Used 2002 Suzuki XL-7 Review

By offering a third-row seat in a compact SUV, Suzuki answers a question not many people are asking; but if yo're one of them, the XL-7 is worth a look.




what's new

For 2002, the XL-7's 2.7-liter V6 engine has been upgraded to produce more power. Inside, all XL-7 models have gained features such as the LATCH child seat system, improved cargo floor design and new upholstery. All Standard and Plus models now offer optional ABS brakes, while the line-topping Limited Edition's interior gains woodgrain trim and a leather-wrapped steering wheel and shift knob. Suzuki offers 24-hour emergency roadside assistance and towing for the duration of the vehicle's warranty to increase customer satisfaction.

vehicle overview

Suzuki's initial advertising campaign for the Grand Vitara XL-7 featured a colossal Ford Excursion as a supporting cast member. The message to the target audience? You shouldn't have to drive a 7,000-pound truck just to enjoy the comforts of a versatile interior or the convenience of third-row seating.

Nor should you have to spend well over $20,000 to get dimensions greater than those of a Ford Escape, Isuzu Rodeo, Mitsubishi Montero Sport or Toyota 4Runner. And actually, the exterior of the XL-7 measures just smaller than a Jeep Grand Cherokee's.

The XL-7 is based on the Grand Vitara, but it has a 12.6-inch-longer wheelbase, allowing Suzuki to offer it with a third-row split-folding seat. While this is a good idea on paper, we've actually found it to be of limited usefulness now that we've been able to spend more time with the vehicle.

There's plenty of luggage space with the rearmost seat folded, but it all goes away when the third-row seat is in use. Also, the mechanism to drop the seats is fussy and awkward, and the load floor is not flat, creating "canyons" into which cargo can fall. Legroom is in short supply for third-row passengers, though people sitting in front or in the second row fare better.

One of the benefits of the XL-7's longer wheelbase is that it absorbs rough spots on pavement better. We enjoy how well the Suzuki communicates road feel to the driver, and the steering, chassis and suspension all work together in harmony to provide predictable handling. When the going gets tough, the four-wheel-drive model's two-speed transfer case allows for capable hill climbing.

A 2.7-liter version of the Grand Vitara's 2.5-liter V6 powers each XL-7. For 2002, the engine makes 183 horsepower and 180 pound-feet of torque, a gain of 13 hp and 10 lb-ft compared to last year's engine. The XL-7 is available in four trim levels, in either two- or four-wheel drive, with a manual or an automatic transmission.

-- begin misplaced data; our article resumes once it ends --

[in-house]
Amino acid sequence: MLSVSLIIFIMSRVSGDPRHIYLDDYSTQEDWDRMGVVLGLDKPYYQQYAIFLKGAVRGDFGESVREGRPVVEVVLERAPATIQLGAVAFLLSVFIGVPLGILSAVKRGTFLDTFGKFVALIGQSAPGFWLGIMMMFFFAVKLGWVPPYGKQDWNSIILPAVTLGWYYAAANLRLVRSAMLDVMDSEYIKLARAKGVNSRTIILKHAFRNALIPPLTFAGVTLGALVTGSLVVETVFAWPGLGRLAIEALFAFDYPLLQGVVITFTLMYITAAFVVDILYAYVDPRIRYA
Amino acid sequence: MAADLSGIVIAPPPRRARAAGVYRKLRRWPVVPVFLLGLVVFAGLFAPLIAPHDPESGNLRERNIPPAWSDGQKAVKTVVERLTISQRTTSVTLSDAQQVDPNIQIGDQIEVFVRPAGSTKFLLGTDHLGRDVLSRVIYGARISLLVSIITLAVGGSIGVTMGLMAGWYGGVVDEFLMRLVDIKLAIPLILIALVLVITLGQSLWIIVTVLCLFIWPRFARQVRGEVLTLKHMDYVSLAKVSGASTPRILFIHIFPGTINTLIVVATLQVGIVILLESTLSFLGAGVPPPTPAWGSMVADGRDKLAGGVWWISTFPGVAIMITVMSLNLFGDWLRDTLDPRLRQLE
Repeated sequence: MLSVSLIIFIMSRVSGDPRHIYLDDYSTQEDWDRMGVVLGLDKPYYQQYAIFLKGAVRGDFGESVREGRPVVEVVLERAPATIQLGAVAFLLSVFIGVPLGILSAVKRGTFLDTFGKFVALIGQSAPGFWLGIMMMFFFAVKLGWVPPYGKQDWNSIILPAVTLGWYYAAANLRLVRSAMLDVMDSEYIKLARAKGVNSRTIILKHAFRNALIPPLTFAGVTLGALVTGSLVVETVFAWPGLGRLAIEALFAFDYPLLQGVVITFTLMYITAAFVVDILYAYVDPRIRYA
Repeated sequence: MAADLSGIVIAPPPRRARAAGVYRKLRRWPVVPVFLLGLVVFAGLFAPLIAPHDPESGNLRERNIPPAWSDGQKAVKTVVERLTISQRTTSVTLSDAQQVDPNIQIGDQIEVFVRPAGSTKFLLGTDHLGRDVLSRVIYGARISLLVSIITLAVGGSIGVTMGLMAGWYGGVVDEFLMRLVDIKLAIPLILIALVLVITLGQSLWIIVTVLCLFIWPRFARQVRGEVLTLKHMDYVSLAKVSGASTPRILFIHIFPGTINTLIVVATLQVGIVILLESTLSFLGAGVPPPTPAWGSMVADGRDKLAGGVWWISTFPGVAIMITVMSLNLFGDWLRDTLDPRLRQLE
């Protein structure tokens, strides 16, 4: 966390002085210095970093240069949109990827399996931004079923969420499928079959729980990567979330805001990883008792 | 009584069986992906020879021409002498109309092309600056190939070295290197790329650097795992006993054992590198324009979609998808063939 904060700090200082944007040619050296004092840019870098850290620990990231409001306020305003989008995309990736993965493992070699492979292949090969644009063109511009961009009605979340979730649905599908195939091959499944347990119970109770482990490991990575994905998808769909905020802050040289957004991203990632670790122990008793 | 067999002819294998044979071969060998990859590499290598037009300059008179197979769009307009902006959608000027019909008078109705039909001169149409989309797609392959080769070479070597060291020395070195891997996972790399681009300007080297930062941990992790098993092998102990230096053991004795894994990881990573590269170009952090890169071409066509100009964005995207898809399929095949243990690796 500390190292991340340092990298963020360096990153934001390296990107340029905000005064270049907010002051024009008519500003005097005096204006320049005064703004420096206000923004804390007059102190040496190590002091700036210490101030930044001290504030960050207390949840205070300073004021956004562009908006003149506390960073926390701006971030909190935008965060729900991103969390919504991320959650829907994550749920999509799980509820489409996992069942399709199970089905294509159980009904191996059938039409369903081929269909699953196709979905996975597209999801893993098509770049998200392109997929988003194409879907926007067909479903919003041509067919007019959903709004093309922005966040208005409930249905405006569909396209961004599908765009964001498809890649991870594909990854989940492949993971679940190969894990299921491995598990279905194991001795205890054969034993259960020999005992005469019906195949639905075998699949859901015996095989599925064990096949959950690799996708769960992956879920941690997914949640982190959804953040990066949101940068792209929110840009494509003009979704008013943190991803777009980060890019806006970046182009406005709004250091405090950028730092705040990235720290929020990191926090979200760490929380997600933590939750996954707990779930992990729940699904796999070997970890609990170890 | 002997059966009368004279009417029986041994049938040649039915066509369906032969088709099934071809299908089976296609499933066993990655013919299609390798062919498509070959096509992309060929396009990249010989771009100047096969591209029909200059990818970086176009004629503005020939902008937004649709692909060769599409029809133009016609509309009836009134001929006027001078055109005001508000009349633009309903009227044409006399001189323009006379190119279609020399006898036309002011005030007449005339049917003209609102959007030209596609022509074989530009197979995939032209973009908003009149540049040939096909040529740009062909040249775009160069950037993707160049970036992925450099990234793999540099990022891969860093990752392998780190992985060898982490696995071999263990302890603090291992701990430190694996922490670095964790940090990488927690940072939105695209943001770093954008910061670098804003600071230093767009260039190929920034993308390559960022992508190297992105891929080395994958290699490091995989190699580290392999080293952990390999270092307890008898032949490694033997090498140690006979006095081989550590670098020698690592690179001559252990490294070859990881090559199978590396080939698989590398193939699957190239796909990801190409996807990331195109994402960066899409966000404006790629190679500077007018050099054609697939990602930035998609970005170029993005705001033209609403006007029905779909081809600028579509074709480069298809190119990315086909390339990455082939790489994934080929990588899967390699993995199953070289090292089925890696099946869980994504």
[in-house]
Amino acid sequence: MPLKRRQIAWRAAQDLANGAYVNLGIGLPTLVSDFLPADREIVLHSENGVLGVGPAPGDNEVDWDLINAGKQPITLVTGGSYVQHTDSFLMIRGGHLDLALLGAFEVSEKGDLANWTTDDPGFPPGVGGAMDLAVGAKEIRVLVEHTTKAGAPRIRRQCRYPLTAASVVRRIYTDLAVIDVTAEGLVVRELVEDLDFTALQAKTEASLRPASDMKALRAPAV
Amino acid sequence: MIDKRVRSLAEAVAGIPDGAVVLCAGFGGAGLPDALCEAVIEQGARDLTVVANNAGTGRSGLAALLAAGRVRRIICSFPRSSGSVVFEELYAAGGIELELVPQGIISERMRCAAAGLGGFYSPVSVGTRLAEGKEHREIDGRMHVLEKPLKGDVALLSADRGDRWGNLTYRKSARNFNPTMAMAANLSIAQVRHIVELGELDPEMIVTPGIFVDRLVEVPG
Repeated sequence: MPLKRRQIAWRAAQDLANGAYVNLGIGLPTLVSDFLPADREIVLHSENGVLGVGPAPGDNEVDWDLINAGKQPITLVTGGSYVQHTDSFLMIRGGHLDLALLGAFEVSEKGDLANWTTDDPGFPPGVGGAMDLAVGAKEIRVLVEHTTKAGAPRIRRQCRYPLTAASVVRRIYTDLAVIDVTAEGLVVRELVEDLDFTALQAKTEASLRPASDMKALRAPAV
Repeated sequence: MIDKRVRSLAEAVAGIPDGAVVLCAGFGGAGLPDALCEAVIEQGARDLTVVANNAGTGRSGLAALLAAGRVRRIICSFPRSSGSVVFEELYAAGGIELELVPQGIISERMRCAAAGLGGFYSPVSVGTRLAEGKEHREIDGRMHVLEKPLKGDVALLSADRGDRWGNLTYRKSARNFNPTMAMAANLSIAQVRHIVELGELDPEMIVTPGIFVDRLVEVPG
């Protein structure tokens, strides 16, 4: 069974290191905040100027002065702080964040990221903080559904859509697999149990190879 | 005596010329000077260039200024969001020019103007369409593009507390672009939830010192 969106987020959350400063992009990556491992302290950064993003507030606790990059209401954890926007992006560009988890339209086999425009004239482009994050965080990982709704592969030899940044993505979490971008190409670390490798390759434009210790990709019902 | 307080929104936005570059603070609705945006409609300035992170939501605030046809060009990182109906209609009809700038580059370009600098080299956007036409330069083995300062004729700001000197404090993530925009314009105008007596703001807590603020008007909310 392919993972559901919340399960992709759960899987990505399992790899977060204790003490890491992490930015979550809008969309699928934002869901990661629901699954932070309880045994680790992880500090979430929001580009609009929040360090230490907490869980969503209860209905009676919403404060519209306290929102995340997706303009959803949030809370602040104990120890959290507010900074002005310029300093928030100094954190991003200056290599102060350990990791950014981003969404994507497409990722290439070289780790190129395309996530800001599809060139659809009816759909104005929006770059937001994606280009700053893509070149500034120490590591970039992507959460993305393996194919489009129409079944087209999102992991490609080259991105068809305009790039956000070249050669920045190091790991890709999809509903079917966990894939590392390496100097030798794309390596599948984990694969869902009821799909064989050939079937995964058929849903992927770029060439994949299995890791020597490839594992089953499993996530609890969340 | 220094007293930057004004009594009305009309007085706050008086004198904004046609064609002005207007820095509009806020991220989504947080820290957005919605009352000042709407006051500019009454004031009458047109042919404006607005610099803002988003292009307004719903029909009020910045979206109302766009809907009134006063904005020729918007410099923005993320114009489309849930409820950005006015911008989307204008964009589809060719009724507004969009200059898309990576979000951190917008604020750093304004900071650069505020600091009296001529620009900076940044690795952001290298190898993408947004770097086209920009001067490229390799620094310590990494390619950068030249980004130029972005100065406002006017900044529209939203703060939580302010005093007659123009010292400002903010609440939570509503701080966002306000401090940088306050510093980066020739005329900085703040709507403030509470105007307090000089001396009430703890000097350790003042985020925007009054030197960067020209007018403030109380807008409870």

The Standard model is equipped with power door locks, mirrors and windows; remote keyless entry; cruise control; air conditioning (with micron air filter); daytime running lights; adjustable armrests for both front seats; a first aid kit; and tinted privacy glass. The XL-7 Plus adds rear air conditioning vents and a fan speed dial, a stereo with an in-dash CD player and 16-inch aluminum wheels. Touring models come standard with four-wheel ABS, an automatic transmission, a CD/cassette player combination, a sunroof and a rear spoiler. And if you do splurge on a Limited model, you'll get all of the above, plus leather seating.

The Suzuki's interior is durable and serviceable, but dominated by cheap-looking hard plastics. All models offer a relatively meager array of safety items, including only second-generation front airbags, rear-door child safety locks, child seat-tether anchors and antilock brakes on selected trims. For the market Suzuki is trying to capture, side-impact airbags, at least as an option, need to find their way into this SUV.

While there are better small SUVs on the market, none of them offer third-row seating. If you need this feature and don't want to part with $30,000 (or more) for a vehicle that guzzles fuel, considering a Grand Vitara XL-7 is worth your time.

edmunds expert review process

This review was written by a member of Edmunds' editorial team of expert car reviewers. Our team drives every car you can buy. We put the vehicles through rigorous testing, evaluating how they drive and comparing them in detail to their competitors.

We're also regular people like you, so we pay attention to all the different ways people use their cars every day. We want to know if there's enough room for our families and our weekend gear and whether or not our favorite drink fits in the cupholder. Our editors want to help you make the best decision on a car that fits your life.